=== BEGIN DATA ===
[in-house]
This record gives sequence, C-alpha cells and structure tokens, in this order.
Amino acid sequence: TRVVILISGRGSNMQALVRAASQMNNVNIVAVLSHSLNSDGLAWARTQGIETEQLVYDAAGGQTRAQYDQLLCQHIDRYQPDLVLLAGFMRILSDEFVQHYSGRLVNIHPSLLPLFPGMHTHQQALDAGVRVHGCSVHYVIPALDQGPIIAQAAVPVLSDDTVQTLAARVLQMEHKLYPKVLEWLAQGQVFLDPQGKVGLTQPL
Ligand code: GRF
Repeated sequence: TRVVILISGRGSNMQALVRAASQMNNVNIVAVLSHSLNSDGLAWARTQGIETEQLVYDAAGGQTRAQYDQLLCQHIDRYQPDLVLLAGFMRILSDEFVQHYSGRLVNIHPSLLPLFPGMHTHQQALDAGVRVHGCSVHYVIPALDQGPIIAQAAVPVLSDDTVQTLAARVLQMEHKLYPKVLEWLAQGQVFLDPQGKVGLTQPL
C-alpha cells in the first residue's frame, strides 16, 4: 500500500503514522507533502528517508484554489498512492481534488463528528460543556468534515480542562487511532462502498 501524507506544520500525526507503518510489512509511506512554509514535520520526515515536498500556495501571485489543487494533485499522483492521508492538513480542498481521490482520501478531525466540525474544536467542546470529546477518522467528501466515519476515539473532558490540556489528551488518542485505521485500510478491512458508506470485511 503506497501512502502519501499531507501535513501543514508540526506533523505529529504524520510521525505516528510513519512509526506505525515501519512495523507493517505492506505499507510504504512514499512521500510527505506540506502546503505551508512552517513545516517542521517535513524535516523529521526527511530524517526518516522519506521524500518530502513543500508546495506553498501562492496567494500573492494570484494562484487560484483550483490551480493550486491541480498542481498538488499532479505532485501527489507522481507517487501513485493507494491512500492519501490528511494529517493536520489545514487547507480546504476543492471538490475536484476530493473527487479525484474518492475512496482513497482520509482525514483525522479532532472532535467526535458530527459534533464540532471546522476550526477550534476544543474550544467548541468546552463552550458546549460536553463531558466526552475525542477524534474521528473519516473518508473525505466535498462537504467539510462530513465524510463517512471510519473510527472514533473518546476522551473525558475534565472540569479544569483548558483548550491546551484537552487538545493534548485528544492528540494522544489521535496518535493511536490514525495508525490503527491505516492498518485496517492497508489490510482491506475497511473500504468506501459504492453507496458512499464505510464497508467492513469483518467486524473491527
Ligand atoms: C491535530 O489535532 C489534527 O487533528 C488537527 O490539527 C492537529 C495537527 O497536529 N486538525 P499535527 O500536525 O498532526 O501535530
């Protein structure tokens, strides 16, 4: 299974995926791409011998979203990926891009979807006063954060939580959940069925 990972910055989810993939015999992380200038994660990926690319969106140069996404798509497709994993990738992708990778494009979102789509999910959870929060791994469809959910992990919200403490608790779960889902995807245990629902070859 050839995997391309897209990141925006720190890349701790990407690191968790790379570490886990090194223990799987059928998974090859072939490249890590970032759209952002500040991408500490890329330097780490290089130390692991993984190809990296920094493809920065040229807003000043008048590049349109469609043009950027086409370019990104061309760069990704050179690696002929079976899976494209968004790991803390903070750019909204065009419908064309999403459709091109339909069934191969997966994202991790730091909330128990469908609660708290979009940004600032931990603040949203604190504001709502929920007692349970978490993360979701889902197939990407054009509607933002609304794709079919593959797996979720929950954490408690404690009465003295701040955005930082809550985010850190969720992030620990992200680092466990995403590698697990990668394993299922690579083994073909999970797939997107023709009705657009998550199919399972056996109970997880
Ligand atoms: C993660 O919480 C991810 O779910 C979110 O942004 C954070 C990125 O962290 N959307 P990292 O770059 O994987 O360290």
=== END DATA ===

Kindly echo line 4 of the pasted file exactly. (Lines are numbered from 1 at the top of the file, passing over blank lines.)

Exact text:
Ligand code: GRF